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Attacking Your AI: New Cyber Security Obligations Under the EU's AI Act

30 April 2024

With the EU's AI Act expected to be published in the Official Journal imminently (20 days after which, the Act will come into force), those designing, developing, and/or deploying AI will need to start getting to grips with the myriad of new obligations - even if some may not apply for another 3 years!

We've previously set out a comprehensive overview of the AI Act but whilst some obligations will look familiar (e.g. broad transparency obligations) there are others which in addition to being somewhat novel are far more explicit. One such group of obligation includes the requirements of Article 15 relating to accuracy, robustness, and cybersecurity. Among other cyber security requirements, Article 15(5) also introduces a requirement for High Risk systems to be “resilient against attempts by unauthorised third parties to alter their use, outputs or performance by exploiting system vulnerabilities”. There is some element of proportionality in the obligation, which recognises that technical solutions aiming to ensure cyber security of the systems must be appropriate to the risks and circumstances, but it also highlights a series of vulnerabilities the technical solutions should address (where appropriate), including:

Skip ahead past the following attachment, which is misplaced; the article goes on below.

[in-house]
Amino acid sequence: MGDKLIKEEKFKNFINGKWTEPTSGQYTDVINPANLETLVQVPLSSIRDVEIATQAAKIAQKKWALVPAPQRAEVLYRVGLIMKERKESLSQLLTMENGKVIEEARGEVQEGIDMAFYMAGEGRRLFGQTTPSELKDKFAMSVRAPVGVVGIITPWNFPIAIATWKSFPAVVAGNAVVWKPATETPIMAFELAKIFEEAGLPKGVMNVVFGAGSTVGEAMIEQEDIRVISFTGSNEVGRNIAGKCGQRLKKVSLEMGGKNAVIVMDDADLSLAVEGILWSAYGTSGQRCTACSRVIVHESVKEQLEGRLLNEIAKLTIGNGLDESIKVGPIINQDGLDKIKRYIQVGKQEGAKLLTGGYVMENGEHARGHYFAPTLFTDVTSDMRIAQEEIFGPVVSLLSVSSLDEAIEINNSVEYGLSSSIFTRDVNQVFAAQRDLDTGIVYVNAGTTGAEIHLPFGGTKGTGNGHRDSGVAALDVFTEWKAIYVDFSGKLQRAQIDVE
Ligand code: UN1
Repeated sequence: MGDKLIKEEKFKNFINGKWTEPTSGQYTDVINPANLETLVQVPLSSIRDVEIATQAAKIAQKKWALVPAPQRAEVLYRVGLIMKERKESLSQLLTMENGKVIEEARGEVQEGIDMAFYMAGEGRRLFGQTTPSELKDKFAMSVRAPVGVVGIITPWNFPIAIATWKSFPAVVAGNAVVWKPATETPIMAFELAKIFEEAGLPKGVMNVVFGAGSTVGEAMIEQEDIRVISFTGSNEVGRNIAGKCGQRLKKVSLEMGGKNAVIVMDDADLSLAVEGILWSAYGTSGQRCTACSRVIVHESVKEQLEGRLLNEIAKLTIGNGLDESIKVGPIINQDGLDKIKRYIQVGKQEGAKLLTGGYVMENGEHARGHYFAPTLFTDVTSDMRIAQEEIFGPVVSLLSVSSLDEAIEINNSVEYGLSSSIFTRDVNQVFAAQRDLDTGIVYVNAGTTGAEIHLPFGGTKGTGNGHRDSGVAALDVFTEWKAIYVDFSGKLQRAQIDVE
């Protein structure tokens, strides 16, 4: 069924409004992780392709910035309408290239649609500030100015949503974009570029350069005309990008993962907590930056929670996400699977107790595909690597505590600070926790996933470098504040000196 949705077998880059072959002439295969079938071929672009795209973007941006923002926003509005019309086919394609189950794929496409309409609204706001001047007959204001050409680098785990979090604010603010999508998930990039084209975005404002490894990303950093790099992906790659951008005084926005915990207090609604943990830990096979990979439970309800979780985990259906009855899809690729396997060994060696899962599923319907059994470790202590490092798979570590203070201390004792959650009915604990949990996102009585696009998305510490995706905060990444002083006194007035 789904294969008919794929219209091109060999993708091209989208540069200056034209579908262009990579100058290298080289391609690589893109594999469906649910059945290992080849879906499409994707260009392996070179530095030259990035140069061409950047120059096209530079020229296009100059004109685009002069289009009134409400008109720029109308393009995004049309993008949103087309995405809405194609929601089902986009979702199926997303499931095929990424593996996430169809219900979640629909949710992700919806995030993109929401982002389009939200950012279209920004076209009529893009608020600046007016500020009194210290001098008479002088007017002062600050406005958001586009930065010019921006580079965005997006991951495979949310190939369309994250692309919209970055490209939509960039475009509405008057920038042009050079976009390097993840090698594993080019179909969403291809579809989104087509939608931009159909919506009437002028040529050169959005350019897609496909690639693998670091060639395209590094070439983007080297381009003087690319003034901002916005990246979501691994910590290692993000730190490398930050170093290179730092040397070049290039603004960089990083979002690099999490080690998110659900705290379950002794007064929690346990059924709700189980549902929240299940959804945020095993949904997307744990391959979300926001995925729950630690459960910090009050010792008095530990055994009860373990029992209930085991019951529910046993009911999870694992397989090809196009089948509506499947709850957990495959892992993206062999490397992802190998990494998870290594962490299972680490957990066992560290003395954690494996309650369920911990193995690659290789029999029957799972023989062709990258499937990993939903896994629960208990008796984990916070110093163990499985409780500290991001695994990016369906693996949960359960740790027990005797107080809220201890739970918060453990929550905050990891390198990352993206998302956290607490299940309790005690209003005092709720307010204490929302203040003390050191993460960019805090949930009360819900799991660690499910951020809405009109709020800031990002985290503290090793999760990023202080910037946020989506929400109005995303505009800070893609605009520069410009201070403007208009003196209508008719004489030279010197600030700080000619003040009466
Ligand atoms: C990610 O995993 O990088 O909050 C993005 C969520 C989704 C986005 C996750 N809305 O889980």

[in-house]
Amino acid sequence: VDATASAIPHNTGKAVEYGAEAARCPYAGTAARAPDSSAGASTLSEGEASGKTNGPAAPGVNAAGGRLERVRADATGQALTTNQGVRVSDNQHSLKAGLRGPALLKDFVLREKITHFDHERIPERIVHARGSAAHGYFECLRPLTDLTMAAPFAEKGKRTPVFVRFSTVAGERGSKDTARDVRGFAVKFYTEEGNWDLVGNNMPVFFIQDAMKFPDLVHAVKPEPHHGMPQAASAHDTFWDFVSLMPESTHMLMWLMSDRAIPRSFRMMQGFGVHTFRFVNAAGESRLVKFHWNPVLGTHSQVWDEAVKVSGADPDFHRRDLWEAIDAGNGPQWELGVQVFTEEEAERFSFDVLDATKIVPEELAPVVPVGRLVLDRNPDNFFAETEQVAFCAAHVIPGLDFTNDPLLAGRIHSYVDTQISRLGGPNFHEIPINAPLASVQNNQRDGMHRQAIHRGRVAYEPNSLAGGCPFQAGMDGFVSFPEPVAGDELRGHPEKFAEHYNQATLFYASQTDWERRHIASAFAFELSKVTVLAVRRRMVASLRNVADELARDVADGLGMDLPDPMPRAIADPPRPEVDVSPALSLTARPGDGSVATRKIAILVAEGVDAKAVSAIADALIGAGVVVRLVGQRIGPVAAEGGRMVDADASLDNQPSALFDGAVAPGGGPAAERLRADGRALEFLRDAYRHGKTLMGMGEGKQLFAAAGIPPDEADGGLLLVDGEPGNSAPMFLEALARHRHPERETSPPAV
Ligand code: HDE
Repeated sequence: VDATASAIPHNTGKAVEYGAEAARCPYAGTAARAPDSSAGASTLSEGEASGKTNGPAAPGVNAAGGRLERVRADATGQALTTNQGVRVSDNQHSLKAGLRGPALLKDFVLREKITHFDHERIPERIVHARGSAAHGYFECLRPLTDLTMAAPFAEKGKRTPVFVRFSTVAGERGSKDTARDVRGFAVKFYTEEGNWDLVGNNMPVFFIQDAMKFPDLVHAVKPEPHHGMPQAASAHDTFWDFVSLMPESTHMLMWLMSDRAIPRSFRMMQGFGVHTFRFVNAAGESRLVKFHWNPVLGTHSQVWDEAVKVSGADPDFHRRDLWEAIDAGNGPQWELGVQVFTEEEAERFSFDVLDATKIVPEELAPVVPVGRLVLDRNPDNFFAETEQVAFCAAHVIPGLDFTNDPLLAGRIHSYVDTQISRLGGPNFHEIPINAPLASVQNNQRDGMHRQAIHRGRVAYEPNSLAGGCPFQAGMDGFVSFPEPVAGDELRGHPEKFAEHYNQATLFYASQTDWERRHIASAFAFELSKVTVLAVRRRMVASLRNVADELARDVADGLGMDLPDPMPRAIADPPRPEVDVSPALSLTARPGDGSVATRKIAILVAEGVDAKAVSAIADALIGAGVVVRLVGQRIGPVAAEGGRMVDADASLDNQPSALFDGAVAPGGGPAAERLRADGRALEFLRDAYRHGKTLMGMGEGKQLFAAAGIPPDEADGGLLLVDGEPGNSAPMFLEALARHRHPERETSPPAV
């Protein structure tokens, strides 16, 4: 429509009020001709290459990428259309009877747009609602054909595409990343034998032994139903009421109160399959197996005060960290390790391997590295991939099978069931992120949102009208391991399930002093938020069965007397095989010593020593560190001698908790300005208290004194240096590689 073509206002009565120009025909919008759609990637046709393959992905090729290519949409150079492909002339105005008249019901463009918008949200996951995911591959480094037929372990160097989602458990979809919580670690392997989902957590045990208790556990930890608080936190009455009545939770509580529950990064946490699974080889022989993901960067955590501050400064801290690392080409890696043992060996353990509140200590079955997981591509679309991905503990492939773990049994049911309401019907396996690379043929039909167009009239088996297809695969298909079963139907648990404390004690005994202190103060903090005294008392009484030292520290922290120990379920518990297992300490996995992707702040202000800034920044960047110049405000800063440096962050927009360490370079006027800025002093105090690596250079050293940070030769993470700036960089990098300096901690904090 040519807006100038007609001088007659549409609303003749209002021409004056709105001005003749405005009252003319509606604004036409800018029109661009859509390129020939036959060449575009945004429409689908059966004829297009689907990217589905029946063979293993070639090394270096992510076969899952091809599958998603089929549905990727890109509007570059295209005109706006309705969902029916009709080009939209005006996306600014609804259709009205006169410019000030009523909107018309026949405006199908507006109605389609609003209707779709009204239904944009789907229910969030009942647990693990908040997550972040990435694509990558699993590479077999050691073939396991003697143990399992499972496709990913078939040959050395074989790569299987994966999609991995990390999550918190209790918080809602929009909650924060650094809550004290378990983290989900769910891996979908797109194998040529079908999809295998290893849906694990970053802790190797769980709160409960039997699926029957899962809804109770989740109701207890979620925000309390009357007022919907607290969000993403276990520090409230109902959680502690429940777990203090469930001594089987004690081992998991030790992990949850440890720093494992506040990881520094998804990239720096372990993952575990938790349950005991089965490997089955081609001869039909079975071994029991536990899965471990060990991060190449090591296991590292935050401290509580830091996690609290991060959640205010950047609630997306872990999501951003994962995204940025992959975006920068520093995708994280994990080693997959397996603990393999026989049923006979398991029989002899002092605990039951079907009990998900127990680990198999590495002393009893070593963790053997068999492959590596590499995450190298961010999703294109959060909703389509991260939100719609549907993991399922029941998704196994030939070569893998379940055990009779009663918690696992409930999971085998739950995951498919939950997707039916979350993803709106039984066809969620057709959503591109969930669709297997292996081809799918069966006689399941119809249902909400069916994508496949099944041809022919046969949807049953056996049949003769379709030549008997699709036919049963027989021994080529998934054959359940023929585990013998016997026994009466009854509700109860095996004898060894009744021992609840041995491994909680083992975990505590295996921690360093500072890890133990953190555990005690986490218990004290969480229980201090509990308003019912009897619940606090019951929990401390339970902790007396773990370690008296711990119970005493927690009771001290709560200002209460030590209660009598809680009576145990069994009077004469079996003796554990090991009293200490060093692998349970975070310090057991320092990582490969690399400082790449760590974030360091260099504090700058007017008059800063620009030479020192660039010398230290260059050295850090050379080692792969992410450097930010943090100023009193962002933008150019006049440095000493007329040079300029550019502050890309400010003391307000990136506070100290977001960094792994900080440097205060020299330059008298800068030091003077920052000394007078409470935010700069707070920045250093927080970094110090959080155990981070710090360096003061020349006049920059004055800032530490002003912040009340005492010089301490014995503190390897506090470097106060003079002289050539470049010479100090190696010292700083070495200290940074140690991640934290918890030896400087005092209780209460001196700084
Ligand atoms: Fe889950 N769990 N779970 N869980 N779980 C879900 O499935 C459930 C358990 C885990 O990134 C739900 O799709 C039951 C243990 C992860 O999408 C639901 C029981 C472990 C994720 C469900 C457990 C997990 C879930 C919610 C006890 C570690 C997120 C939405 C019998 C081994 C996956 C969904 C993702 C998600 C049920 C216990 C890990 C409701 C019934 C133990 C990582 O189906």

• data or model poisoning;
  • model evasion;
  • confidentiality attacks; and
  • model flaws.

Broadly speaking, these are all vulnerabilities of adversarial machine learning (i.e. malicious attacks which bad actors may deploy to exploit and attack vulnerabilities in AI systems) but the Act does little to explain them or indicate what may be ‘appropriate’. However, until we see more guidance from Brussels as to how to “prevent, detect, respond to, resolve and control” such attacks on AI systems we may need to look across the pond for answers.

NIST Report on Adversarial Machine Learning

As part of its efforts to support the United States Executive Order on Trustworthy AI (issued in October 2023), in early 2024 the National Institute for Standards and Technology (NIST) released a report (Report) which considers the main types of adversarial machine learning attacks along with how organisations might be able to mitigate against them. That said, as NIST highlights, bad actors can intentionally confuse or poison AI systems causing them to malfunction and there is “no foolproof defence that their developers can employ”.

Types of Attack

Unlike traditional cyber-attacks and security issues, the following four broad types of attacks / vulnerabilities set out in the Report (which the Act requires businesses to be resilient against) are “fairly easy to mount and require minimum knowledge of the AI system and limited adversarial capabilities”:

1. Poisoning attacks: A key concern at the training stage of the development of a new AI system is attempts to introduce ‘poisoned’ (i.e. corrupt) data for the system to learn from. Although poisoning attacks aren't necessarily new to cyber security, the Report highlights that they are considered the “most critical vulnerability of machine learning systems deployed in production” and are likely to be a particular concern for organisations scraping data from the Internet where they may not be able to guarantee the quality of the data used to train the model. For example, a malicious actor may be able to deploy data poisoning on a large scale within the training data set which could then build vulnerabilities into the system which that actor can then exploit at a later date, including once the system becomes operational.